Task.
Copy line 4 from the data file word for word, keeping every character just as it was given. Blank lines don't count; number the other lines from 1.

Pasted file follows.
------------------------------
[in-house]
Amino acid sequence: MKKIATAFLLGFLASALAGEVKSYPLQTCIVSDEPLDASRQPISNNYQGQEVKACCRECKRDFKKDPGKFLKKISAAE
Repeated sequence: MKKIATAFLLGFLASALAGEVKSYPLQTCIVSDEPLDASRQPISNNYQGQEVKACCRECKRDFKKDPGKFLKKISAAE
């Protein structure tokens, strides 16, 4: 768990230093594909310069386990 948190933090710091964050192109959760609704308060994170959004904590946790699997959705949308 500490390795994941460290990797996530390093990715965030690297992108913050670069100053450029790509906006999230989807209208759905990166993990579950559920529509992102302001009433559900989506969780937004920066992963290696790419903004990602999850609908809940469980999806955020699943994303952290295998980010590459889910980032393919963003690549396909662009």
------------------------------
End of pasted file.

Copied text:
């Protein structure tokens, strides 16, 4: 768990230093594909310069386990 948190933090710091964050192109959760609704308060994170959004904590946790699997959705949308 500490390795994941460290990797996530390093990715965030690297992108913050670069100053450029790509906006999230989807209208759905990166993990579950559920529509992102302001009433559900989506969780937004920066992963290696790419903004990602999850609908809940469980999806955020699943994303952290295998980010590459889910980032393919963003690549396909662009």